Using power granted in 2009 when Democrats controlled Congress, the U.S. Food and Drug Administration on Tuesday announced it was banning the sale of four brands of cigarettes marketed by tobacco giant R.J. Reynolds. FDA officials said the brands, introduced in recent years, raised public health-related concerns.
In particular, gimmicky menthol capsules embedded in filters made them potentially more appealing to young people. Smokers of one of the newly banned brands, Camel Crush Bold, can squeeze the filter to crush a capsule and release menthol vapor as they inhale the toxic tobacco smoke.
Other banned brands included Pall Mall Deep Set Recessed Filter, Pall Mall Deep Set Recessed Filter Menthol and Vantage Tech 13. Some had sweeteners, another lure for young smokers. The FDA found the new brands were not substantially equivalent to existing products. Retailers have a month to remove them from shelves. On Tuesday, Reynolds didn’t respond.
Last month, the FDA issued letters warning the North Carolina parent company, Reynolds American Inc., about using the terms “natural” and “additive-free” on packaging for its American Spirit, Winston and Nat Sherman brands. Such designations might suggest to consumers that the cigarettes were less harmful than other brands. Smoking claims more than 400,000 lives annually.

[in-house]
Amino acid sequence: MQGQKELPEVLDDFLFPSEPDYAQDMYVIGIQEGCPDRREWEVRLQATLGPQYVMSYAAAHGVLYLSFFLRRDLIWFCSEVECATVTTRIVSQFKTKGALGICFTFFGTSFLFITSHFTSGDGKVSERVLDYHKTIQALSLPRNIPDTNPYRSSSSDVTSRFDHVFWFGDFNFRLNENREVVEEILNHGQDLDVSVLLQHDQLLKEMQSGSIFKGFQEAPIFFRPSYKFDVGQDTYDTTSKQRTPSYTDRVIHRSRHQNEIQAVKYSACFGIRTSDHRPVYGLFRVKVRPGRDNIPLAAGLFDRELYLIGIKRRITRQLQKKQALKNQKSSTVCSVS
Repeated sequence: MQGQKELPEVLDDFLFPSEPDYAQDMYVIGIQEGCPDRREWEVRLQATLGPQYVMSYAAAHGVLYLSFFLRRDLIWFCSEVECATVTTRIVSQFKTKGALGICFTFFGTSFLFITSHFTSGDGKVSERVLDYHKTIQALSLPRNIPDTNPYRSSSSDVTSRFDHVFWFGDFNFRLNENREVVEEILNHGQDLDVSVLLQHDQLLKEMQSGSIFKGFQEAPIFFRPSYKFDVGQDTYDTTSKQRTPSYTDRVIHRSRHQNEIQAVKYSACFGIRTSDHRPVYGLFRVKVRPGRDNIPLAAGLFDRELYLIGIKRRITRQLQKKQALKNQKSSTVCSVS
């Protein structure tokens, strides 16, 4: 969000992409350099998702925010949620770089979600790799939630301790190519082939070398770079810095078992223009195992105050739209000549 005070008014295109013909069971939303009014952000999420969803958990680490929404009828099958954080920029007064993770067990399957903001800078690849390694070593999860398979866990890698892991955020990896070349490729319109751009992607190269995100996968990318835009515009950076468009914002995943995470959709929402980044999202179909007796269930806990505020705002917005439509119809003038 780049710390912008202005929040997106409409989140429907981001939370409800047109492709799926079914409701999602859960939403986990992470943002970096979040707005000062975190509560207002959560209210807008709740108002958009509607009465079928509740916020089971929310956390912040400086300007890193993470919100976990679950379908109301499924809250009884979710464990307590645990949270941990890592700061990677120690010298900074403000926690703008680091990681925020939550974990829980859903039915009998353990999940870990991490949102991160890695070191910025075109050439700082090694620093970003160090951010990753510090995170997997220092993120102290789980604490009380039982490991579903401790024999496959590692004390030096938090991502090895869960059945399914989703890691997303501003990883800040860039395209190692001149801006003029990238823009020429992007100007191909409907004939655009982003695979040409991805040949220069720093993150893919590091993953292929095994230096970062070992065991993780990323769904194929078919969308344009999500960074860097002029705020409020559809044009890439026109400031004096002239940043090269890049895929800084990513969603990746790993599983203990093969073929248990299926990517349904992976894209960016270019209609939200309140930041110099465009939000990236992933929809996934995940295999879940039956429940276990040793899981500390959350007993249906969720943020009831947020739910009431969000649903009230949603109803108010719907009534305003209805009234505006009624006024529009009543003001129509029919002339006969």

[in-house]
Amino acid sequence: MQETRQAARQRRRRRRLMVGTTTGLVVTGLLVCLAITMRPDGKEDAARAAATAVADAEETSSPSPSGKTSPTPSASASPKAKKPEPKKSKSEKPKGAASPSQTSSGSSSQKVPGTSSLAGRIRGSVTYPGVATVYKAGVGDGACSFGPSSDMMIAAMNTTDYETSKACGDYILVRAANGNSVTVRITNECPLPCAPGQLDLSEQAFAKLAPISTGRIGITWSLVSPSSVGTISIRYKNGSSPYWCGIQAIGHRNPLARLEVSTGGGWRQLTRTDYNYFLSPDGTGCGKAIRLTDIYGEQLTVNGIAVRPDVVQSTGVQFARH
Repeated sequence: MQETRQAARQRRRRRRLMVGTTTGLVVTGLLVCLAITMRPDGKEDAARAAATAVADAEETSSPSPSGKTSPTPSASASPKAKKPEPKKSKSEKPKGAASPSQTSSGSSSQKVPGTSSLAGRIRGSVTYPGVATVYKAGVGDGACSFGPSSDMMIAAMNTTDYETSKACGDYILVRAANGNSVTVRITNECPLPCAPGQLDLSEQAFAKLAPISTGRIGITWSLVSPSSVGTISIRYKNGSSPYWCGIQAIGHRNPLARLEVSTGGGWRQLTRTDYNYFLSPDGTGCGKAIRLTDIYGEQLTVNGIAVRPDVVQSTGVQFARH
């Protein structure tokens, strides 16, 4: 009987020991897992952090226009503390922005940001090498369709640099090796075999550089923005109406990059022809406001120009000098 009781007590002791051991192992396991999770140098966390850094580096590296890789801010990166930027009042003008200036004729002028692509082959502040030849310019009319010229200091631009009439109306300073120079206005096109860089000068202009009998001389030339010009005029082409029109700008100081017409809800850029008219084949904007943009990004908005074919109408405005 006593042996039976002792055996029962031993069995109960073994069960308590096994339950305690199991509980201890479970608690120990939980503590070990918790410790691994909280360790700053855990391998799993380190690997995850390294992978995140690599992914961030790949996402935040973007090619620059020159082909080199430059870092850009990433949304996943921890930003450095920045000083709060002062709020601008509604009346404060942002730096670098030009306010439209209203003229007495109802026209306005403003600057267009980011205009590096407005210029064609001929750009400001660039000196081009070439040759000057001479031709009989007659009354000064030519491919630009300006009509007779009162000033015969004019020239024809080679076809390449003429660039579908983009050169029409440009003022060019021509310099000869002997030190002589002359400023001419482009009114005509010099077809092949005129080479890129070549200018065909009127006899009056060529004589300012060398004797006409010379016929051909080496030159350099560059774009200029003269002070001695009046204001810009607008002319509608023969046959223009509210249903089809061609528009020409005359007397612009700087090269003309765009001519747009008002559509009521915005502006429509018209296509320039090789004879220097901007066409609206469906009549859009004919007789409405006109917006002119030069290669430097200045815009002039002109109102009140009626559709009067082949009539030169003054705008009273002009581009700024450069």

This week’s decision marked a significant advance in enforcing the Family Smoking Prevention and Tobacco Control Act, which was signed into law by President Barack Obama in 2009, when Democrats held both houses of Congress. It’s also the sort of action that, while not at the top of mind of most voters, clearly will be in play in the elections in 2016.
Matthew L. Myers, president of Tobacco Free Kids in Washington, noted in an interview with a Sacramento Bee editorial board member that the FDA commissioner under Republican President George W. Bush expressed doubts about the wisdom of imposing FDA regulations on tobacco. If Republicans win the White House in 2016 and maintain control of Congress, Myers predicted, “the day when aggressive action is taken … would be gone.”
We agree. The tobacco industry has spent $31 million lobbying Congress since 2014, and another $4 million more to influence federal elections in 2014, according to the nonpartisan Center for Responsive politics. Tobacco companies contribute far more money to Republicans than Democrats for a reason. Like any business, they expect a return on their investment.
The FDA’s action was aggressive and far-reaching. It’s also the sort that might not happen much if Republicans sweep the elections next year.
The Sacramento Bee